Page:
Motion for a resolution - B5-0403/2003Motion for a resolution
B5-0403/2003

MOTION FOR A RESOLUTION

19 September 2003

further to Oral Question B5‑0051/2003
pursuant to Rule 42(5) of the Rules of Procedure
by Caroline F. Jackson
on behalf of the Committee on the Environment, Public Health and Consumer Policy
on the EU's contribution to the World Summit on Sustainable Development (WSSD) Plan of Implementation

Procedure : 2003/2567(RSP)
Document stages in plenary
Document selected :  
B5-0403/2003
Texts tabled :
B5-0403/2003
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Texts adopted :

B5‑0403/03

European Parliament resolution on the EU's contribution to the World Summit on Sustainable Development (WSSD) Plan of Implementation

The European Parliament,

–  having regard to the outcome of the WSSD in Johannesburg and its own resolution of 26 September 2002,

–  having regard to its resolution on the communication from the Commission 'Ten years after Rio: preparing for the World Summit on Sustainable Development in 2002'[1],

–  having regard to its resolution on the communication from the Commission 'Towards a global partnership for sustainable development'[2],

A.  whereas one year after the Summit, the need to ensure sustainable development, both inside and outside the EU, is more urgent than ever,

B.  whereas in a long-term strategy for sustainable development, its three dimensions of economic growth, social cohesion and environmental protection must be mutually supportive,

C.  whereas the ambitions set by the EU in the preparation of the Johannesburg Summit were higher than the results obtained,

D.  whereas very little effort has been made by industrialised countries to move towards sustainable consumption and production patterns;

E.  recalling existing commitments to achieve the Millennium Development Goals:

  • Eradicate extreme poverty and hunger
  • Achieve universal primary education
  • Promote gender equality and empower women
  • Reduce child mortality
  • Improve maternal health
  • Combat HIV/AIDS, malaria and other diseases
  • Ensure environmental sustainability
  • Develop a global partnership for development;
  • F.emphasising the importance of the new commitments agreed upon at Johannesburg:
  • -to halve the proportion of people living without sanitation to complement the Millennium Goals of halving the number of people without access to fresh water,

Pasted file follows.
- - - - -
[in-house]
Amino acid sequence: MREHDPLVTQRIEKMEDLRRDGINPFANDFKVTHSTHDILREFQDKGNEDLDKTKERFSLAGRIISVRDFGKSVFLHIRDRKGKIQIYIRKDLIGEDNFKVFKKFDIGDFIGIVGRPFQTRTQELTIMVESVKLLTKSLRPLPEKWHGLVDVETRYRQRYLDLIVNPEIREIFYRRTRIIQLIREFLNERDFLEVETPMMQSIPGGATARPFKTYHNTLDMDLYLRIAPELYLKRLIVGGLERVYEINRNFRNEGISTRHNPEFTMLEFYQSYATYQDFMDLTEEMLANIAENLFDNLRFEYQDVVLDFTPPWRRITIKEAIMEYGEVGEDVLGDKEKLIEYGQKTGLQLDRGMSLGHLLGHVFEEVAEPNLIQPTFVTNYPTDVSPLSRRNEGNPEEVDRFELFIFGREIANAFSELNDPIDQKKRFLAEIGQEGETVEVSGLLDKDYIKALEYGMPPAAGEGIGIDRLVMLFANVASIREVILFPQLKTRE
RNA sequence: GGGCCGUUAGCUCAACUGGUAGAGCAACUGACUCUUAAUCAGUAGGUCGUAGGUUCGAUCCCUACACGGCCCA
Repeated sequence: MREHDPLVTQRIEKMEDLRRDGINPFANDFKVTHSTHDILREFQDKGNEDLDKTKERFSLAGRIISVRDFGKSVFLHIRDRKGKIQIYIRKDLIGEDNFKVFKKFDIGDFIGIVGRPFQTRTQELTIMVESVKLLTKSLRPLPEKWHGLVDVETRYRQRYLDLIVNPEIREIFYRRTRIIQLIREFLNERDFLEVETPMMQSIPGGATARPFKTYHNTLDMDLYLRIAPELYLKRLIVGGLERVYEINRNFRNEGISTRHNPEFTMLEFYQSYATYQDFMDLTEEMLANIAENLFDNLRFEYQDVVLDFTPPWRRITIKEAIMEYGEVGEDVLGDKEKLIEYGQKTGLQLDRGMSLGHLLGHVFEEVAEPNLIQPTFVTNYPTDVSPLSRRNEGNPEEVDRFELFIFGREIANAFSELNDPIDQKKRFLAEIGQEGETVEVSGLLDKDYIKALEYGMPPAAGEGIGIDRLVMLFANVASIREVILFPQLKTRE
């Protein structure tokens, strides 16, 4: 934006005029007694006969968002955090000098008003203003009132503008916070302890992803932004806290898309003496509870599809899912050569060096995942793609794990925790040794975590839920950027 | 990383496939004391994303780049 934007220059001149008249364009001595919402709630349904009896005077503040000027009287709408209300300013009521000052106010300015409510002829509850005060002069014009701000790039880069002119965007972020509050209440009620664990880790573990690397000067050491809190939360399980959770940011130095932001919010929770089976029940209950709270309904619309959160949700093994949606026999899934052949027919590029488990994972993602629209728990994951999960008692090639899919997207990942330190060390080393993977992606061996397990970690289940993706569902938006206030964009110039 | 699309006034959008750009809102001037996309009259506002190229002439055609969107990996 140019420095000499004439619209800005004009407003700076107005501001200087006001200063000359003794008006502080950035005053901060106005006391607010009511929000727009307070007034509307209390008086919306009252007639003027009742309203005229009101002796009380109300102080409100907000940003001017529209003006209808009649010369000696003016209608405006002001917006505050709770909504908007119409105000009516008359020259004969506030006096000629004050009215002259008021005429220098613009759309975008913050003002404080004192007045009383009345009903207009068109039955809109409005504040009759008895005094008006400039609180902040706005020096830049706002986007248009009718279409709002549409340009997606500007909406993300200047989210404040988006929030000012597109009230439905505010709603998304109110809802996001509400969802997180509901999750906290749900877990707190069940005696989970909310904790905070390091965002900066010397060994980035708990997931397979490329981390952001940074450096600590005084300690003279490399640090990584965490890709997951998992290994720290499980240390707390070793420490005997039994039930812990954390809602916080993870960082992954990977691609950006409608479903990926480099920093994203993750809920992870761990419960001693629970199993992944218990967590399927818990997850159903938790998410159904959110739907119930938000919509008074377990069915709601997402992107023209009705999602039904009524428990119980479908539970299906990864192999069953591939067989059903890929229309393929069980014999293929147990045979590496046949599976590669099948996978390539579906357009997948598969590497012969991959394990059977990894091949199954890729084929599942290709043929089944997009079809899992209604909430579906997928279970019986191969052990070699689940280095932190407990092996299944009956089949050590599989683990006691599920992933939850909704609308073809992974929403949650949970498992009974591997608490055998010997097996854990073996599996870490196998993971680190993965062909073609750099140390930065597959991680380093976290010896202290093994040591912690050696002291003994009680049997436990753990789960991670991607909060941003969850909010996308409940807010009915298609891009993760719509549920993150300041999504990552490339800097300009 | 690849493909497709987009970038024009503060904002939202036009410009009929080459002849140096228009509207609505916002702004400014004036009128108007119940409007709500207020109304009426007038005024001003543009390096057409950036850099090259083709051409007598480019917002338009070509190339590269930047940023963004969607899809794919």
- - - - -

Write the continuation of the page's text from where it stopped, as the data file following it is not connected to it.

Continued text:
• -to promote the renewable energy sector,
  • -to establish a framework of programmes for sustainable production and consumption,
  • -to minimise significant adverse effects of chemicals on human health and environment,
  • -to reduce the loss of biodiversity,
  • -to halt fishstock depletion and to establish new protected areas;

1.  Reaffirms, on the first anniversary of the WSSD, the need to act urgently on the commitments taken in Johannesburg, as outlined in the political declaration and the plan of implementation and considers that effective follow-up will be the best proof the EU's commitment to sustainable development;

2.  Considers, therefore, that the EU must continue to ensure leadership in the follow-up process involving all stakeholders in the decision-making and implementing process, and that the EU and Members States should now put in place ambitious plans of action, timetables and resources to follow up on the recommendations made;

3.  Notes that it is imperative that the EU promote and implement policies to fulfil the Johannesburg commitments and take new initiatives which are needed to achieve the long-term goals of sustainable development;

4.  Welcomes, in this context, the provisions of the draft Constitution Treaty, which require all external actions and aspects of Union policies to be consistent with the objectives of sustainable development, poverty eradication and environmental protection in developing countries;

EU Water Initiative

5.  Asks for the further development of the EU Water Initiative to take the form of support by the EU, through its own funding instruments and by other activities, for African and EECCA countries’ partnership projects with a view to ensuring that the countries themselves are committed to implementation and that they feel ownership of the proposed activities; calls on the Commission to ensure that, in the current WTO negotiations on services (GATS), equitable access to water resources is guaranteed for the local communities;

6.  Takes the view that the establishment of a European Water Fund from the European Development Fund reserve is a good initiative in principle and that the fund must have as its main objective support for the water policy of the beneficiary countries, which must be based on democratic management and equitable distribution; believes that additional funding will be needed in future for the implementation of the EU Water Initiative;

7.  Emphasises that the focus of the EU Water Initiative should be on the provision of clean water and sanitation and on the introduction of sustainable water management practices, taking into account integrated river basin management and transboundary cooperation;

EU Energy Initiative and Johannesburg Renewable Energy Coalition